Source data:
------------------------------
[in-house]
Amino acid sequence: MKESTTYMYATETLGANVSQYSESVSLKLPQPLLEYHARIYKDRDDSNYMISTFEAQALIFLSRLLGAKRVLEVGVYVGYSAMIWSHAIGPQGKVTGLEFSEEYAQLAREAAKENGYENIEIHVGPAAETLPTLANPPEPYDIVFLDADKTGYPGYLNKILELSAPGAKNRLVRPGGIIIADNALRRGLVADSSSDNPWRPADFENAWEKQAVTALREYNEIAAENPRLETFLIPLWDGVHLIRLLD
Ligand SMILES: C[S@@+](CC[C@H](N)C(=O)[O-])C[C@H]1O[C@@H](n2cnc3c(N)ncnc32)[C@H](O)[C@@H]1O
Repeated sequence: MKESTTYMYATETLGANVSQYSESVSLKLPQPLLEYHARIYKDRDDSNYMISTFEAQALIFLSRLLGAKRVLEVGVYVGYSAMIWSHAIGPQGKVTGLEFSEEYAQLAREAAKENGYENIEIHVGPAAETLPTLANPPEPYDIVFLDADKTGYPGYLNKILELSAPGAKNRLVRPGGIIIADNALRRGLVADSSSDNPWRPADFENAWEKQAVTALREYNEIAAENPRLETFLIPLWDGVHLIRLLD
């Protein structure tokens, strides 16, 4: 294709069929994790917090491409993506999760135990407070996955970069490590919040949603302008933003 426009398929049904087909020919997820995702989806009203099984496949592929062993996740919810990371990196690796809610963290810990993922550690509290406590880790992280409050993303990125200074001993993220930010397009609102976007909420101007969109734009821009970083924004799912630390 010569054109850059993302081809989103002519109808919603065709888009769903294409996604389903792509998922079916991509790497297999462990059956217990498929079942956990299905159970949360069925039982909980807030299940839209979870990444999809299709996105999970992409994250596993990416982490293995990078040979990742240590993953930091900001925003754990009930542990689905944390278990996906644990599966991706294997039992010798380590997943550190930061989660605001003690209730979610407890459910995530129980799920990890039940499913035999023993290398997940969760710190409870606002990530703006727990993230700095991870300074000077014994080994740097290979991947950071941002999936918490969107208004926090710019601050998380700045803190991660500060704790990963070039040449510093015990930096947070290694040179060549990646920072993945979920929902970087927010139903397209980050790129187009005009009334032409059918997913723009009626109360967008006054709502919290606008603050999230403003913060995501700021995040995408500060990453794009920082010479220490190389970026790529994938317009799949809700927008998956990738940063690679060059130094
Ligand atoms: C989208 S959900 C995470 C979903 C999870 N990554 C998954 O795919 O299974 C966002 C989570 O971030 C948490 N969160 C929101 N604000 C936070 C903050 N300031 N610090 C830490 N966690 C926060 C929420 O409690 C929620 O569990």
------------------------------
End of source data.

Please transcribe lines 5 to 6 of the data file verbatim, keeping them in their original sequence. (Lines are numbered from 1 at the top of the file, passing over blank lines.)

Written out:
């Protein structure tokens, strides 16, 4: 294709069929994790917090491409993506999760135990407070996955970069490590919040949603302008933003 426009398929049904087909020919997820995702989806009203099984496949592929062993996740919810990371990196690796809610963290810990993922550690509290406590880790992280409050993303990125200074001993993220930010397009609102976007909420101007969109734009821009970083924004799912630390 010569054109850059993302081809989103002519109808919603065709888009769903294409996604389903792509998922079916991509790497297999462990059956217990498929079942956990299905159970949360069925039982909980807030299940839209979870990444999809299709996105999970992409994250596993990416982490293995990078040979990742240590993953930091900001925003754990009930542990689905944390278990996906644990599966991706294997039992010798380590997943550190930061989660605001003690209730979610407890459910995530129980799920990890039940499913035999023993290398997940969760710190409870606002990530703006727990993230700095991870300074000077014994080994740097290979991947950071941002999936918490969107208004926090710019601050998380700045803190991660500060704790990963070039040449510093015990930096947070290694040179060549990646920072993945979920929902970087927010139903397209980050790129187009005009009334032409059918997913723009009626109360967008006054709502919290606008603050999230403003913060995501700021995040995408500060990453794009920082010479220490190389970026790529994938317009799949809700927008998956990738940063690679060059130094
Ligand atoms: C989208 S959900 C995470 C979903 C999870 N990554 C998954 O795919 O299974 C966002 C989570 O971030 C948490 N969160 C929101 N604000 C936070 C903050 N300031 N610090 C830490 N966690 C926060 C929420 O409690 C929620 O569990």